Free-Electron Quantum Wavepacket Interactions with Light and Matter
The eighth Q-SORT Interdisciplinary Training Webinar touches upon the following topics:
- Light matter quantum interaction,;
- Fundamental quantum mechanics.
“Does the wavepacket dimension of a free-electron quantum wavefunction have physical significance? Can it be measured?” “What is the role of wave-particle duality in quantum interactions between light and matter?” These questions lay in the foundations of Quantum Mechanics since its early conception1.
In this presentation we respond to these challenges by presenting a universal formulation for interactions of single free electrons with light in general interaction schemes, such as Free Electron Lasers (FEL)2, laser accelerators3,4, and Photon-induced Near-field Electron Microscopy (PINEM)5. The formulation is based on modeling the electron as a quantum wavepacket of minimal Heisenberg uncertainty in Energy-Time phase-space. The topology of the wavepacket distribution in phase-space at the entrance to the interaction region determines entirely the nature of its post-interaction (Wigner) distribution and corresponding energy spectrum. Only three kinds of interaction regimes are universally possible (see figure):
- a quantum regime of multi-photon emission/absorption and electron quantum recoils with PINEM-kind energy spectrum of discrete sidebands.
- a classical regime of near point-particle acceleration energy spectrum.
- a newly reported intermediate regime of quantum interference (Anomalous PINEM) that has not been observed so far.
This new formulation resolves the particle-wave duality question, delineates the transition from quantum to classical electrodynamics, and establishes the measurability of the history-dependent quantum electron wavefunction size and shape. It open up deeper understanding of the fundamentals of light-matter quantum interactions, and can lead to development of new applications in electron microscopy and spectroscopy6-9.
 Schrödinger,Phys. Rev.28(6), 1049 (1926); M. Z.Born,Physik37, 863 (1926).
 M. Madey, Journal of Applied Physics,42(5),1906-1913 (1971).
 Peralta, et al., Nature, 503(7474), 91 (2013).
 Breuer, J., & Hommelhoff, P. (2013). Physical review letters, 111 (13), 134803.
 Priebe et al, Nature Photonics 11.12, 793 (2017)
 Gover, Y. Pan, Phys. Lett. A382, 1550 (2018).
 Pan, A. Gover, “Spontaneous and stimulated emissions of preformed quantum Free Electron wavefunction”, Phys. Rev. A. (in print 2019);https://arxiv.org/abs/1805.08210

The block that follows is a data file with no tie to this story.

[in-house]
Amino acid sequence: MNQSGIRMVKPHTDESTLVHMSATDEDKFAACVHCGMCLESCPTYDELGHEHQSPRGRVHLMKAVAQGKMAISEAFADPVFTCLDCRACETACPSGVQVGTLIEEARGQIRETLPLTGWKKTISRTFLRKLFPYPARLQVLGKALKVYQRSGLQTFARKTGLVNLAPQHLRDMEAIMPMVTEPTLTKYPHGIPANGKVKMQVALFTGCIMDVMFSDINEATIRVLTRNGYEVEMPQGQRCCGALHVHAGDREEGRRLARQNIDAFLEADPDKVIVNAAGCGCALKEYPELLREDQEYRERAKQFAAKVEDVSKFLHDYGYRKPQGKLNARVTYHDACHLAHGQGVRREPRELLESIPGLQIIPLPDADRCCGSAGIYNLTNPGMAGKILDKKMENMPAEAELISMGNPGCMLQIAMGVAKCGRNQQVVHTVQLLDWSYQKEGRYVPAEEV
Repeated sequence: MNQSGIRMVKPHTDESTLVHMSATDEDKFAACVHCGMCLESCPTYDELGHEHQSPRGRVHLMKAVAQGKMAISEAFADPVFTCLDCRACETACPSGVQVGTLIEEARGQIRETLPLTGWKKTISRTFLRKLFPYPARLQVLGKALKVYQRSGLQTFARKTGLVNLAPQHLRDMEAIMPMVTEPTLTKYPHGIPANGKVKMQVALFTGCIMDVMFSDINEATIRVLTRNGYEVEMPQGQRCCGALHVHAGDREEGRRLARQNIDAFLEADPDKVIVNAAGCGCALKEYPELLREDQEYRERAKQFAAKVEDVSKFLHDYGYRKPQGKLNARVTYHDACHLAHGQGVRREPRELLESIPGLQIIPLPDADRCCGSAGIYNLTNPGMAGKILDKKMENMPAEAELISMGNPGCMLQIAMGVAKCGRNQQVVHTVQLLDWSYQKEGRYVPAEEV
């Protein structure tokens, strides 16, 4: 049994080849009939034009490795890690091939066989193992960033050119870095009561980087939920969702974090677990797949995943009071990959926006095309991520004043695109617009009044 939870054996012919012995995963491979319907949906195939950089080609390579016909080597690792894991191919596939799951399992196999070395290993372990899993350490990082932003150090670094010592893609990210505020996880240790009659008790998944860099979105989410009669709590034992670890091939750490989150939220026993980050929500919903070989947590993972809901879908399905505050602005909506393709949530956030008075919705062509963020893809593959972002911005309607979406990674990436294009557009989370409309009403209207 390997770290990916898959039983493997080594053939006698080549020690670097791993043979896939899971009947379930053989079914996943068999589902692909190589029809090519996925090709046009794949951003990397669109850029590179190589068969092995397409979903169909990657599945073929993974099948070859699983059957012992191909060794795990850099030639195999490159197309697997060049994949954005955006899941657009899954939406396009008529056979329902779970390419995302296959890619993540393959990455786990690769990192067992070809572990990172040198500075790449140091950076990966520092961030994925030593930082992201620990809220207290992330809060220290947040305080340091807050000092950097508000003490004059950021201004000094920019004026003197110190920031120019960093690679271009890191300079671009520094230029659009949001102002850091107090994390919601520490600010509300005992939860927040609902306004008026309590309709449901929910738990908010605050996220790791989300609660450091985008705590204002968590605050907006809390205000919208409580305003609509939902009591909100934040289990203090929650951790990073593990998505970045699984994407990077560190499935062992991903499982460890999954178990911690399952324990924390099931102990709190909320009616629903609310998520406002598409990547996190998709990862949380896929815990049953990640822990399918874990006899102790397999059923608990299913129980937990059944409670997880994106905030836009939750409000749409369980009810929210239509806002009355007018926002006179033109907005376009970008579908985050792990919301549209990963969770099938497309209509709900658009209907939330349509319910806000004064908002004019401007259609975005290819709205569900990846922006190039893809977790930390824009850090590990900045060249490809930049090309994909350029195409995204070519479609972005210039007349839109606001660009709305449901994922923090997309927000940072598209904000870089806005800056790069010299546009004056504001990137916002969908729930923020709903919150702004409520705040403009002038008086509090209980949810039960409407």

Pan, B. Zhang, A. Gover, “Anomalous photon-induced near-field electron microscopy”Phys. Rev. Lett. (in print 2019)https://arxiv.org/abs/1811.11024.
About the speaker
Avraham Gover is a faculty member (emeritus) in the Physical Electronics Department of the Faculty of Engineering in Tel Aviv University. He has received his B. Sc. and M. Sc. Degrees in Physics from Tel-Aviv University in Israel in 1968 and 1971 respectively. He received his Ph.D. degree in Applied Physics from CALTECH in California U.S.A. in 1975. He is a Fellow of the IEEE and a Fellow of the American Physical Society. In 2005, he was awarded the international FEL prize “in recognition for his outstanding contributions to Free Electron Laser science and technology”. He is one of the pioneers of the field of Free Electron Lasers (FEL), and one of the leading experts in this field for the last thirty years. Gover has participated in numerous international FEL projects in the U.S. and other countries. In 2005 he served as a member of the “Soft X-Ray Free Electron Laser Committee” of ESFRI (EU), charged of preparing a road map of the long term scientific infrastructure development of the European Union Commission. He has presently scientific collaborative projects on FEL science with UCLA, SLAC and Stanford University. Gover’s expertise is in both the theoretical and experimental fields of lasers and quantum electronics, and his main contribution. He has contributed to the development of numerous innovative theoretical and experimental concepts in the field of free electron radiation sources. These include the identification of the common high gain and collective regime dispersion relation of FEL and a large variety of free electron radiation sources, the theory of Quantum-FEL and other quantum radiation sources and fundamental relations of spontaneous and stimulated emission, Smith-Purcell FEL, Electrostatic schemes and concepts of pre-bunched beam FEL – superradiant and stimulated superradiant FELs and the Tapering Enhanced Stimulated Superradiant Amplifier (TESSA). His comprehensive theoretical model of FEL and e-beam radiation devices is published in the chapter on Lasers/FEL in the Encyclopedia of Modern Optics.